"The apple is not here, but there."
Translation:Az alma nem itt van, hanem ott.
Because 'nem X, hanem X̅' is the structure to learn in this lesson. If the second subsentence starts with 'hanem,' you have to use 'nem' to negate the meaning of the first subsentence.
- There is apple. = "Van alma."
- There is no apple. = "Nincs alma."
- Here is the apple. = "Itt van az alma."
- The apple is not here, but there. = "Az alma nem itt van, hanem ott."
You would say 'nem itt van' when you know where apple is. If you hear somebody say 'nem itt van,' you can urge him/her to tell you its location.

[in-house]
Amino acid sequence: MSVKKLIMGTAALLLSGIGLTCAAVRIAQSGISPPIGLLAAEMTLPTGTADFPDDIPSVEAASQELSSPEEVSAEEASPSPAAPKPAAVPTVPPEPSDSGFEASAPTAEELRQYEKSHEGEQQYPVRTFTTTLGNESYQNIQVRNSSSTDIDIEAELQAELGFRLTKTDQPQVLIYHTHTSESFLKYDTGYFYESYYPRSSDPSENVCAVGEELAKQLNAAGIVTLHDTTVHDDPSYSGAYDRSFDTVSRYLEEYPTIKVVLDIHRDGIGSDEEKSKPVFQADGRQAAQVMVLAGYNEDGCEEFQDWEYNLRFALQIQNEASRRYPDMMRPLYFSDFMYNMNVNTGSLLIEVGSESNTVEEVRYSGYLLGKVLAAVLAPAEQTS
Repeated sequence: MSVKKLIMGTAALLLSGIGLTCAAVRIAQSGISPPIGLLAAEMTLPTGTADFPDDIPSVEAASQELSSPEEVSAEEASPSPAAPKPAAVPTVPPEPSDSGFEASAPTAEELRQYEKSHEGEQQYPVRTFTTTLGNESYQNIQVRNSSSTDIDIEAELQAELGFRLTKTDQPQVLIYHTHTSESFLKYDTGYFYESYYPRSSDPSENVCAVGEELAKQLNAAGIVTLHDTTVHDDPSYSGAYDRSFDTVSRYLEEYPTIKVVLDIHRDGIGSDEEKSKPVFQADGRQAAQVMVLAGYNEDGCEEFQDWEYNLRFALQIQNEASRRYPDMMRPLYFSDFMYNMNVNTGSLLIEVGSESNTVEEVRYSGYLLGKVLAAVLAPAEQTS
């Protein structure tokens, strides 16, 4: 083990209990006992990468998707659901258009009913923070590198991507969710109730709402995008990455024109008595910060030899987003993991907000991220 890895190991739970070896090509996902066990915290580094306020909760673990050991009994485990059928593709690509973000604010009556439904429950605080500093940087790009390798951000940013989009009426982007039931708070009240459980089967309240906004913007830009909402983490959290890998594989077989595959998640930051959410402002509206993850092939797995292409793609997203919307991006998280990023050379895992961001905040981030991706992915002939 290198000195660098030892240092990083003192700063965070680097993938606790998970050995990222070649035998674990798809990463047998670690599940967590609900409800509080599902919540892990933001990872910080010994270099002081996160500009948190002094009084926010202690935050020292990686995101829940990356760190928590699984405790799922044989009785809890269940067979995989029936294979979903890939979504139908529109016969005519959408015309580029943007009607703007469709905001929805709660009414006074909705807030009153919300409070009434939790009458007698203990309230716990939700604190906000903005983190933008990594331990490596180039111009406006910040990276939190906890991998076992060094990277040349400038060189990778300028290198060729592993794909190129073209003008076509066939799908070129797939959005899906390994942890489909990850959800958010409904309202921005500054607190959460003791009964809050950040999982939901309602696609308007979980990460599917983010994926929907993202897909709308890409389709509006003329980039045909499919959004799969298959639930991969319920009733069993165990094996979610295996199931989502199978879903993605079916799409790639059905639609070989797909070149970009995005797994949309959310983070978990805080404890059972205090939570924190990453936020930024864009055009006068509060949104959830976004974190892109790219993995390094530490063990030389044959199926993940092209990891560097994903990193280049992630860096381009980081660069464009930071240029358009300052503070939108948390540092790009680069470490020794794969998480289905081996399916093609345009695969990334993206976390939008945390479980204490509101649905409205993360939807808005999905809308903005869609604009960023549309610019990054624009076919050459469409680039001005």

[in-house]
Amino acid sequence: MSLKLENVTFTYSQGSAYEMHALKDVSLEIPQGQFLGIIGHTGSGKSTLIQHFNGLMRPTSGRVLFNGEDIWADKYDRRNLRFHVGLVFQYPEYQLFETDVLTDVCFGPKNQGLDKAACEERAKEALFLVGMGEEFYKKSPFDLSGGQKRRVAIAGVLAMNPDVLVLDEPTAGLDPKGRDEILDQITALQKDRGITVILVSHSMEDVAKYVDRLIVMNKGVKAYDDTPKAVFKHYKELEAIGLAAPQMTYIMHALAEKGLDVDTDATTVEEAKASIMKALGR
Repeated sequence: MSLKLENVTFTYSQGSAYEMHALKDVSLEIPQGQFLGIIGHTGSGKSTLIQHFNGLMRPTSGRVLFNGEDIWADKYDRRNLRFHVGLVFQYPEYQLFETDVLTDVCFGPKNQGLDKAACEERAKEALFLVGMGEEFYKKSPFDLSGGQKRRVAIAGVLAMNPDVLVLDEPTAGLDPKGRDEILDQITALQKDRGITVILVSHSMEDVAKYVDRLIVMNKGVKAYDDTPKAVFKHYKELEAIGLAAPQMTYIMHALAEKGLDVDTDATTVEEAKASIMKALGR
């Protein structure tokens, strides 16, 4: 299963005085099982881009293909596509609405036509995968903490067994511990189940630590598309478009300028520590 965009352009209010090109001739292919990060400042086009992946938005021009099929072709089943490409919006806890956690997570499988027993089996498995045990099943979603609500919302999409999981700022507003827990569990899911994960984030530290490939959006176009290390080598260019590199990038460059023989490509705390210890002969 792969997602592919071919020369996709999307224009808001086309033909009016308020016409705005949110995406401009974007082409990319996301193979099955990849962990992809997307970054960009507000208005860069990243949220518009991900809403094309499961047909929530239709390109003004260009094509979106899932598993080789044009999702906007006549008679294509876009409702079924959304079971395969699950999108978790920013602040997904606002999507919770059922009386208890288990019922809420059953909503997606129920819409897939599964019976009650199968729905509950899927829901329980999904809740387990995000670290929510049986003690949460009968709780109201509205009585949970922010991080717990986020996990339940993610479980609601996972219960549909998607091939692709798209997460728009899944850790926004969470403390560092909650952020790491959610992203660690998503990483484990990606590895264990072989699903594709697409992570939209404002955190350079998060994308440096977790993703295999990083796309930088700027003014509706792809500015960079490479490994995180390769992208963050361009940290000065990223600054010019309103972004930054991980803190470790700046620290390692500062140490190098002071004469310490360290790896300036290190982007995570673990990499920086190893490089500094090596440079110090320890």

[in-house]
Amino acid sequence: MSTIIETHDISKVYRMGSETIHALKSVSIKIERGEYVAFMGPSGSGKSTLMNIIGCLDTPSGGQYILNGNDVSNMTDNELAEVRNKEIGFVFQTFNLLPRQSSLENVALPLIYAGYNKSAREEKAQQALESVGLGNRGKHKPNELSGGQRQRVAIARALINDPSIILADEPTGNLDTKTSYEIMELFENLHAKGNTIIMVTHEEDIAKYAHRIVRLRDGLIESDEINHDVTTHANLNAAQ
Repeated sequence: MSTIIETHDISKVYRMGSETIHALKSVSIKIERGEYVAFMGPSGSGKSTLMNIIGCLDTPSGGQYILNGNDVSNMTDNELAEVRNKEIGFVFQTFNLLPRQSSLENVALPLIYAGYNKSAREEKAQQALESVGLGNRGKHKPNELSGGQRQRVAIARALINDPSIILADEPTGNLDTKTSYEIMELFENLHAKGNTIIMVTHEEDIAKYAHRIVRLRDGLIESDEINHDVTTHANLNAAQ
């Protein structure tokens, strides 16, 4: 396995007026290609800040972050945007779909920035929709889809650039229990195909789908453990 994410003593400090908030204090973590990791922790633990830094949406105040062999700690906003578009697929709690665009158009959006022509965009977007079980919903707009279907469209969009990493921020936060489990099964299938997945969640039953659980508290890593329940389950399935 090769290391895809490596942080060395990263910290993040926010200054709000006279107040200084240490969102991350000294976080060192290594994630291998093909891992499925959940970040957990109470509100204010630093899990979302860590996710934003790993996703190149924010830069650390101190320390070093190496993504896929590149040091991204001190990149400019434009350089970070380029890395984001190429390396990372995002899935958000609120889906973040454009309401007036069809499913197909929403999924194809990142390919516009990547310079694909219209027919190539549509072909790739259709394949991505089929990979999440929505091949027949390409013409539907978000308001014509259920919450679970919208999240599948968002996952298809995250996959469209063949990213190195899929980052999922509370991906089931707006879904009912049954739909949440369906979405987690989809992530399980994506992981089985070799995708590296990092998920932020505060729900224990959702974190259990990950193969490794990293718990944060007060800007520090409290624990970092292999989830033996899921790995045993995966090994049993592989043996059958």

- The apple is not here. = "Nincs itt az alma."
You would say 'nincs itt' when you don't know or don't want to tell where it is.
Is it possible to say az alma nem itt hanem ott or do you have to include van in this sentence. We often leave it out in the third person
It's left out when you talk about what something is like (green, strong, French, ...).
But you need it when you talk about where something is (here, at the bus stop, ...).
itt/ott indicate a location: something is here or there. You could translate as "in this location, in that location".
ide/oda indicate a destination of motion: something moves here or there. You could translate as "to this location, to that location".